Construction of the SR-99 recovery shaft
Mining Engineering, 2016, Vol. 68, No. 6, pp. 133-133
Starcevich, John; Rasband, Lance; Hanke, Richard
Mining on Seattle’s SR99 tunnel began in July of 2013. Initial mining progressed slowly through a 4.5 m (14.9-ft) thick fiber-reinforced concrete headwall before immediately entering the first of three planned safe havens. Once through the headwall and safe haven the machine would move through roughly 122 lineal m (400 ft) of jet grout improved soil at a rate of slightly more than 1.6 m/d (5.3 ftpd). It was anticipated that once mining has passed through the improved area, “Bertha” – now the world’s second largest tunnel boring machine (TBM), would be moving at a rate of almost 11 m/d (36 ftpd). By the end of October 2013, Bertha had mined roughly 131 m (430 ft), averaging 1.4 m/d (4.7 ftpd), and had begun mining within native soils. By the start of December 2013, tunneling had reached the 244 m (800 ft) mark and Bertha was averaging 3.6 m/d (11.9 ftpd), achieving as much as 12.8 m (42 ft) of progress on given days. Unfortunately, on Dec. 6th, 2013, Bertha began to stumble and all progress quickly came to a halt.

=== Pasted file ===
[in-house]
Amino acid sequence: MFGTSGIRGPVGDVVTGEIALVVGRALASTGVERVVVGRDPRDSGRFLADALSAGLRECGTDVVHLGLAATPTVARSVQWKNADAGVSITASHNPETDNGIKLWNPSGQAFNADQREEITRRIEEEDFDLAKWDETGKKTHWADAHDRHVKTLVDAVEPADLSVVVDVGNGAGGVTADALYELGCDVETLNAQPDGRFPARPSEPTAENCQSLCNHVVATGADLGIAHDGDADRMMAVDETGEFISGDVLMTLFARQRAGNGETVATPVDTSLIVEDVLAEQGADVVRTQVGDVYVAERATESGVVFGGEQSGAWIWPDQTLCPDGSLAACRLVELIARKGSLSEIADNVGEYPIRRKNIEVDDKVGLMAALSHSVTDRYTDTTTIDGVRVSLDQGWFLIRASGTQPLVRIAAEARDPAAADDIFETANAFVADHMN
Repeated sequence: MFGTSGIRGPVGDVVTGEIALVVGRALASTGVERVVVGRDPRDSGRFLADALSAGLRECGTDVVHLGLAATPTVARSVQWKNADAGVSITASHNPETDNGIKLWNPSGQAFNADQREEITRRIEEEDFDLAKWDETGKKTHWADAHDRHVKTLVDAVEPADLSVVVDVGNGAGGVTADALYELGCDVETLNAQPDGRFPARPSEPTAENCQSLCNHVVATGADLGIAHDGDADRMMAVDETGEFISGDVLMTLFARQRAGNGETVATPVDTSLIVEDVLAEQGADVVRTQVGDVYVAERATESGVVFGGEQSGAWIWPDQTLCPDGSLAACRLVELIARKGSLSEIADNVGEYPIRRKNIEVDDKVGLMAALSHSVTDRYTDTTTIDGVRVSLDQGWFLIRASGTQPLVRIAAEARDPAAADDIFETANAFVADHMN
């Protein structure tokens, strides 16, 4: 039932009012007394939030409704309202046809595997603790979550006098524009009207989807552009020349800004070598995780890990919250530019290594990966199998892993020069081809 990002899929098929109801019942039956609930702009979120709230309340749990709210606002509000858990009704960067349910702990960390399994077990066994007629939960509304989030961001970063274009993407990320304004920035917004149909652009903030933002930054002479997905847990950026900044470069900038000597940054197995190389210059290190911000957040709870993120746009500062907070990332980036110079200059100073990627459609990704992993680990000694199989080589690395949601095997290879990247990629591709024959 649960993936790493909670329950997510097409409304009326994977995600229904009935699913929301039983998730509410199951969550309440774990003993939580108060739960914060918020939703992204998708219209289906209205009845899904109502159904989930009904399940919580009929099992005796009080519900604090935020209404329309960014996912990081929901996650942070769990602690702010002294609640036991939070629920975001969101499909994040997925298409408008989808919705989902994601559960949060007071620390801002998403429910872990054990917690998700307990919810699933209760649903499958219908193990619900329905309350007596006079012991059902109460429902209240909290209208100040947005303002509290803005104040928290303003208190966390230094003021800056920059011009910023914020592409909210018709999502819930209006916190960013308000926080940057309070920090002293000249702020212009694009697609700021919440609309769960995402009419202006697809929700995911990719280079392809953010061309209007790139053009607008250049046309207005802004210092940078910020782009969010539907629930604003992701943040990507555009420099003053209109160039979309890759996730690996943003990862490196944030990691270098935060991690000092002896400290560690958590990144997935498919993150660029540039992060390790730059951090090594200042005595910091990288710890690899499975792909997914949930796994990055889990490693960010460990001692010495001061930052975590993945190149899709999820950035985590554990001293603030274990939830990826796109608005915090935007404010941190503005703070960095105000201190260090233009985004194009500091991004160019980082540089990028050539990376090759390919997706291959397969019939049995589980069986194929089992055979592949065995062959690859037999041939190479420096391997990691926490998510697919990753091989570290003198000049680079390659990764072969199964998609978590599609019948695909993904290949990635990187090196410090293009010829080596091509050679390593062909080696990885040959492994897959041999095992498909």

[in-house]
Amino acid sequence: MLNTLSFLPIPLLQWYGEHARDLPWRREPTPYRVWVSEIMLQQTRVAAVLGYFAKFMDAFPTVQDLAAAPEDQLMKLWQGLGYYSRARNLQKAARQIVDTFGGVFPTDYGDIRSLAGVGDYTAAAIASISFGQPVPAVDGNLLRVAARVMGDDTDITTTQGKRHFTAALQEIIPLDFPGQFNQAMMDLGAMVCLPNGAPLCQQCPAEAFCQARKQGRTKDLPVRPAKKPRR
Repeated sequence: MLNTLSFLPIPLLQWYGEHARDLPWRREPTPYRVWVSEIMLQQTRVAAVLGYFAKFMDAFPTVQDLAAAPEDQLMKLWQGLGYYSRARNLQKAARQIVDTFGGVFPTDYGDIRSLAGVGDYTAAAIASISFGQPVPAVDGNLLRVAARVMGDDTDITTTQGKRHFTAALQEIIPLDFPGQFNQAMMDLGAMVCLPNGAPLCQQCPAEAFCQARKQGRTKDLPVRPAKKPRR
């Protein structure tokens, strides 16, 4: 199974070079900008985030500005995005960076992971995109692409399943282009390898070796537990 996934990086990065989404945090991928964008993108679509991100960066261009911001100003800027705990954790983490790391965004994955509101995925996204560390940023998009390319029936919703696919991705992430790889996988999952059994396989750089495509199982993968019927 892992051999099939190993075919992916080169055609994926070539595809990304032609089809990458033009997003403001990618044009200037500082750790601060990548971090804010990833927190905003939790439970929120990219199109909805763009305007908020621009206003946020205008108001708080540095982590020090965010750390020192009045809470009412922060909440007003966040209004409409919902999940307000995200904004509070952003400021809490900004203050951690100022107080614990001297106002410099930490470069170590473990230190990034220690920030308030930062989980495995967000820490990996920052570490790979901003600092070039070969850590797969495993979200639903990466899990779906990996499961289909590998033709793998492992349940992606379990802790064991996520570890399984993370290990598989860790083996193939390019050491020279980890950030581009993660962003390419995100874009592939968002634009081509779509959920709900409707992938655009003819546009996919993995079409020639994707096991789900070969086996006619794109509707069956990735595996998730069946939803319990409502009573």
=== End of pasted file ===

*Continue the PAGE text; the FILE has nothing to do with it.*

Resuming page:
Initial reports stated an obstruction had stopped Bertha in her tracks. The preliminary investigation involved installation of 10 deep dewatering wells to reduce the hydrostatic pressure within the ground around the TBM, to allow the contractor’s personnel to inspect the cutter head from within and also to investigate for the presence of obstructions at the face of the cutter head. During inspection, the contractor’s crews found fragments of steel pipe entangled in the cutter head. The steel was apparently from an abandoned 254 mm (0.9 in.) diameter monitoring well casing, previously installed by the Washington State Department of Transportation (WSDOT) to monitor groundwater conditions for the design and planning of this tunnel project. After the steel was removed from the cutter head and cleared from Bertha’s path, she attempted to move forward but was only able to generate a slow crawl.
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